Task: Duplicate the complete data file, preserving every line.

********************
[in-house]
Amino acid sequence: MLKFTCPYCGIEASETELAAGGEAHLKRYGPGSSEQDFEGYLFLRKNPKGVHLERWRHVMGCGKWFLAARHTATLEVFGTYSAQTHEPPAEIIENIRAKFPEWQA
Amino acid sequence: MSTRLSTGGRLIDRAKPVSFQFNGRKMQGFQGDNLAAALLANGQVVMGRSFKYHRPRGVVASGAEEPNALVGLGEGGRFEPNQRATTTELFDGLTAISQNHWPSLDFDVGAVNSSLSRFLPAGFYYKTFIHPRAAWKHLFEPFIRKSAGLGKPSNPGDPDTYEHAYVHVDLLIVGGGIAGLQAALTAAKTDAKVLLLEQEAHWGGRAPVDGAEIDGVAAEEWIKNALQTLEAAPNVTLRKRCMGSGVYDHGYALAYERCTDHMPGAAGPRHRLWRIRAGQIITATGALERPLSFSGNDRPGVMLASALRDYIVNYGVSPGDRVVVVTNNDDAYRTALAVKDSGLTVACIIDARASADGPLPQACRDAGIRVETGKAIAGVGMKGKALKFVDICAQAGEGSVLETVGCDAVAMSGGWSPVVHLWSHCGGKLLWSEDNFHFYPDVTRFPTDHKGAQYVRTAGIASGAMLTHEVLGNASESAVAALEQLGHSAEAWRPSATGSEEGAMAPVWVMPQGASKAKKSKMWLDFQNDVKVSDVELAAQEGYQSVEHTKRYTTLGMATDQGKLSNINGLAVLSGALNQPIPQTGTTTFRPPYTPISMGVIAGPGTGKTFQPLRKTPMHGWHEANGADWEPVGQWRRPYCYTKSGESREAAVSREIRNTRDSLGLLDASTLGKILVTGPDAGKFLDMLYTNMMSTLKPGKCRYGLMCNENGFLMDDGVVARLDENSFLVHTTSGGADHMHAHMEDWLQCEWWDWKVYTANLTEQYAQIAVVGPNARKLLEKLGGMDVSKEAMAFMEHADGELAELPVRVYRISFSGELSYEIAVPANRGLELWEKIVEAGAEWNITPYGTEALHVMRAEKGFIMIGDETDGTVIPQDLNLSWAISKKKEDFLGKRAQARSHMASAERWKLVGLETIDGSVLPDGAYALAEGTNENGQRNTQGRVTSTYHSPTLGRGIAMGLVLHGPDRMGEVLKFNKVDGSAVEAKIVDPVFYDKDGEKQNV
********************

[in-house]
Amino acid sequence: MLKFTCPYCGIEASETELAAGGEAHLKRYGPGSSEQDFEGYLFLRKNPKGVHLERWRHVMGCGKWFLAARHTATLEVFGTYSAQTHEPPAEIIENIRAKFPEWQA
Amino acid sequence: MSTRLSTGGRLIDRAKPVSFQFNGRKMQGFQGDNLAAALLANGQVVMGRSFKYHRPRGVVASGAEEPNALVGLGEGGRFEPNQRATTTELFDGLTAISQNHWPSLDFDVGAVNSSLSRFLPAGFYYKTFIHPRAAWKHLFEPFIRKSAGLGKPSNPGDPDTYEHAYVHVDLLIVGGGIAGLQAALTAAKTDAKVLLLEQEAHWGGRAPVDGAEIDGVAAEEWIKNALQTLEAAPNVTLRKRCMGSGVYDHGYALAYERCTDHMPGAAGPRHRLWRIRAGQIITATGALERPLSFSGNDRPGVMLASALRDYIVNYGVSPGDRVVVVTNNDDAYRTALAVKDSGLTVACIIDARASADGPLPQACRDAGIRVETGKAIAGVGMKGKALKFVDICAQAGEGSVLETVGCDAVAMSGGWSPVVHLWSHCGGKLLWSEDNFHFYPDVTRFPTDHKGAQYVRTAGIASGAMLTHEVLGNASESAVAALEQLGHSAEAWRPSATGSEEGAMAPVWVMPQGASKAKKSKMWLDFQNDVKVSDVELAAQEGYQSVEHTKRYTTLGMATDQGKLSNINGLAVLSGALNQPIPQTGTTTFRPPYTPISMGVIAGPGTGKTFQPLRKTPMHGWHEANGADWEPVGQWRRPYCYTKSGESREAAVSREIRNTRDSLGLLDASTLGKILVTGPDAGKFLDMLYTNMMSTLKPGKCRYGLMCNENGFLMDDGVVARLDENSFLVHTTSGGADHMHAHMEDWLQCEWWDWKVYTANLTEQYAQIAVVGPNARKLLEKLGGMDVSKEAMAFMEHADGELAELPVRVYRISFSGELSYEIAVPANRGLELWEKIVEAGAEWNITPYGTEALHVMRAEKGFIMIGDETDGTVIPQDLNLSWAISKKKEDFLGKRAQARSHMASAERWKLVGLETIDGSVLPDGAYALAEGTNENGQRNTQGRVTSTYHSPTLGRGIAMGLVLHGPDRMGEVLKFNKVDGSAVEAKIVDPVFYDKDGEKQNV